Effect of Firing on the Marginal Fit of Heat-Pressed Lithium Disilicate Veneers: An in-vitro study
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The purpose of this in vitro study was to evaluate and compare the marginal fit of heat-pressed lithium disilicate veneers fabricated with the “staining”, or “cut-back” technique, using 3D analysis. Two groups of ten specimens were fabricated and each group differed in core thickness and the fabrication process. Group S was a full contour veneer, with one glaze firing. Group CB had a “cut-buck” core of 0.6mm on the cervical and middle third and 0.5mm on the incisal areas, with three firings (wash, incisal and glaze firing). Marginal fit was evaluated at two stages; first after the copings were pressed (baseline) and second after the fabrication of the veneers. The wax copings were processed and pressed with IPS e.max lithium disilicate LT, and the overall marginal fit, along with measurements from the cervical, mesial, distal and incisal areas were obtained using the virtual replica technique. The Shapiro-Wilk test was used to evaluate normality. A student T-test (α=.05) was used to evaluate differences between and within the groups in the four locations; cervical, mesial, distal and incisal. A statistically significant difference was found for the incisal area of the CB group (p=0.04). In all other areas of measurements, no statistically significant differences were found. The overall marginal fit of group S and CB was 61.5 µm (8.4) and 67.5 µm (9.7) respectively. The increase of marginal discrepancy on the incisal of CB group was attributed to the porcelain application. The results suggest that heat-pressed lithium disilicate veneers fabricated either with the “staining” or with the “cut-back” technique produce marginal discrepancies within the clinical acceptable standard.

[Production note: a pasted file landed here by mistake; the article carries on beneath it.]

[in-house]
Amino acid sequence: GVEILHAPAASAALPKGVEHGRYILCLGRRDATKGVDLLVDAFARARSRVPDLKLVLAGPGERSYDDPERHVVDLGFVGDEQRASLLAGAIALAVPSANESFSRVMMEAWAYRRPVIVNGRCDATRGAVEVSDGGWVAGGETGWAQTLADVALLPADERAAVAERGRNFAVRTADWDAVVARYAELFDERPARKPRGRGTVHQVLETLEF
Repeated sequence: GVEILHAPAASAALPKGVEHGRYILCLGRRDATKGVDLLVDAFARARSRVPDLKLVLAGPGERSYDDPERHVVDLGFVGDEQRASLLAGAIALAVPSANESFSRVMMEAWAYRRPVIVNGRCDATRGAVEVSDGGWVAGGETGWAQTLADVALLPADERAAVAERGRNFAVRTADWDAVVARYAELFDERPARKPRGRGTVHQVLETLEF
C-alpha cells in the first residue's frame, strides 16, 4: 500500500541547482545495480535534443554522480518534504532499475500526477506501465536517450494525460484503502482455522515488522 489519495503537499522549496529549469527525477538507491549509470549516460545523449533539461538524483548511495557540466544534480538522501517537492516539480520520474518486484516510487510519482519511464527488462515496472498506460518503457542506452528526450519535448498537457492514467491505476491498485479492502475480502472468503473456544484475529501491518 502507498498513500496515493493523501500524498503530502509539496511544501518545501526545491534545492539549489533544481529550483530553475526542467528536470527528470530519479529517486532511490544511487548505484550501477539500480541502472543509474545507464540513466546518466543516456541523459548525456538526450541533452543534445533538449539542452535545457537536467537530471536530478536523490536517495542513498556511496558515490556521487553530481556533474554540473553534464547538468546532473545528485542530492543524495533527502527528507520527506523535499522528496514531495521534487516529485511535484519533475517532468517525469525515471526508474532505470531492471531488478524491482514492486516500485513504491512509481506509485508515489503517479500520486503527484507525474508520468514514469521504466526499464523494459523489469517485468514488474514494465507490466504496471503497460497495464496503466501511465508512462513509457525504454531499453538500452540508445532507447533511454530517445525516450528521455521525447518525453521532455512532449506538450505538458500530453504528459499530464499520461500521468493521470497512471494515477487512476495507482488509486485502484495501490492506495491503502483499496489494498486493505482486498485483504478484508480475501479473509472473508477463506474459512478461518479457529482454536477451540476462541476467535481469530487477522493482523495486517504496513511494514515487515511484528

Gakis, Panagiotis (2018). Effect of Firing on the Marginal Fit of Heat-Pressed Lithium Disilicate Veneers: An in-vitro study. Master's thesis, Texas A & M University. Available electronically from